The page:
Help support TMP

"Pewter oxidizer mishap: is there a chemist in the house?" Topic

6 Posts

All members in good standing are free to post here. Opinions expressed here are solely those of the posters, and have not been cleared with nor are they endorsed by The Miniatures Page.

Please remember that some of our members are children, and act appropriately.

For more information, see the TMP FAQ.

Back to the Moldmaking and Casting Message Board

Areas of Interest


Featured Hobby News Article

Featured Link

Featured Showcase Article

Little Yellow Clamps

Need some low-pressure clamps?

Featured Profile Article

GenCon '96

The Editor is fresh back from GenCon, one of the largest gaming conventions in North America.

Current Poll

1,844 hits since 27 Nov 2018
©1994-2024 Bill Armintrout
Comments or corrections?

MikeMonaco27 Nov 2018 12:50 p.m. PST

So I've tried a pewter oxidizer which I believe is a solution of HCl and Copper sulfate (it's a knockoff of JAX Pewter Black, or possibly just the same product relabeled, by a seller of miniature molds in the US).
Anyway I've found that about half of my castings don't completely blacken, but actually end up plated in a thin coating copper. This is usually just over part of the model, not the whole tihng. I'm not adding anything to the solution and certainly not running a charge in it. This happens whether I dip the minis or just brush it on. What could be happening and how can I stop it?
Additional background: I'm using 50/50 and 60/40 lead/tin solders and graphite or talc as the mold release release agent.

Winston Smith27 Nov 2018 2:42 p.m. PST

Why are you oxidizing pewter?

DyeHard27 Nov 2018 4:13 p.m. PST

By chemical means, if you Oxidize one thing you must reduce another.

It has been many years but:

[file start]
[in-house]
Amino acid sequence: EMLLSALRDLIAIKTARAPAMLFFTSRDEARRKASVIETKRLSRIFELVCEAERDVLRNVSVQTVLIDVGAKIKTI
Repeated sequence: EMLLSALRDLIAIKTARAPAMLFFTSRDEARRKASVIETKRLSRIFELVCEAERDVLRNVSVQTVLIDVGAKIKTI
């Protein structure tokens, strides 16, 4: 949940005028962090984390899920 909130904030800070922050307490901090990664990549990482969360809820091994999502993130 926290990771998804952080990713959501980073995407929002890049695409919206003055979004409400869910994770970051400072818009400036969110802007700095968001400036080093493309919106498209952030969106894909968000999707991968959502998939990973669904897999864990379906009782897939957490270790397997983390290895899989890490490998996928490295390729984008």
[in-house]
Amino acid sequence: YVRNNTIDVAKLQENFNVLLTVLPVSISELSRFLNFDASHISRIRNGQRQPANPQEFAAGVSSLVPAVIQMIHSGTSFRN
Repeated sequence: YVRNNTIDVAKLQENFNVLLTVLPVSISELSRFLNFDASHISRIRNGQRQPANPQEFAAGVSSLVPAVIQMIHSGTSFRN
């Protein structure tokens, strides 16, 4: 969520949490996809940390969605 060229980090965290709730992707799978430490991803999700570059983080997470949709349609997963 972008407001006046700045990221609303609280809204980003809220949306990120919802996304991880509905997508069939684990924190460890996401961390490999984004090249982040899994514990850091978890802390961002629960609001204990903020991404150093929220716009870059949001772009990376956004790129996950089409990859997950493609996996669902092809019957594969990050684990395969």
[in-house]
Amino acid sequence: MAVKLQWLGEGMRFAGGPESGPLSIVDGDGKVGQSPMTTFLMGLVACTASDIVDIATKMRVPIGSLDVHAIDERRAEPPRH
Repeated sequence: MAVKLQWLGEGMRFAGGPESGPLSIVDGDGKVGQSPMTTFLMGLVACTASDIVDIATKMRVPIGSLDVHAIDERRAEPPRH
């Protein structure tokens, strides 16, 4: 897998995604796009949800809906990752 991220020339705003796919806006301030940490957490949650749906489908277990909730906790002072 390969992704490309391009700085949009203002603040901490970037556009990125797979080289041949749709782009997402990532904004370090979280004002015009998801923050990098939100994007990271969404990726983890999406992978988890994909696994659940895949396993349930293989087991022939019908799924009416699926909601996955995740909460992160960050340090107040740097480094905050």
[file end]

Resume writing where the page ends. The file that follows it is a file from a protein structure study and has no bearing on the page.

If you start with Lead (Pb0) and tin (Sn0) and copper sulfate (Cu+2) you will oxidize Pb+2 and Sn+2 and Cu0 (metallic copper)

These things can be looked up with the term electro chemical half reactions. Or electo-negativity:

This is a randomly found explanation of terms and such:
PDF link

or this:

Nice Wiki page:

Cu2+ + 2 e− ⇌ Cu(s) +0.337
Pb2+ + 2 e− ⇌ Pb(s) −0.126
Sn2+ + 2 e− ⇌ Sn(s) −0.13

The more positive the voltage the more the reaction goes as written. The story if you expose a lead tin mix to copper (+2) you will end up with metallic copper and oxidized lead and tin.

Thresher0127 Nov 2018 10:07 p.m. PST

So, for those basing metal minis on pennies, and/or other copper coins, will their feet/ankles rot off in time?

If so, and it sounds like that will happen, how quickly will it occur?

DyeHard28 Nov 2018 9:32 a.m. PST

If you electrically bond a tin or lead object to a copper coin with oxidized copper, then you can expect the copper to reduce back to the metal and the tin and or lead to oxidize. But only to the extent of the original quality of oxidized copper (a limiting reagent).
I would suggest this is not really a problem.


Tin is Sn, lead is Pb, Copper is Cu

Now the lead-rot, miniature-rot, coin-rot effect is a bit different. For very high lead content items, a reaction with acetate ion can occur that is catalytic (just keeps on going). This can happen from gases given off from wood or wood product.

Some info:

TMP link


TMP link

TPPnotts15 Dec 2018 2:21 a.m. PST

Try using a pickle agent "for pewter" before applying the patina . And maybe try a different product, novacan black works well.
The reaction will only work well on good clean non oxadised metal.

Sorry - only verified members can post on the forums.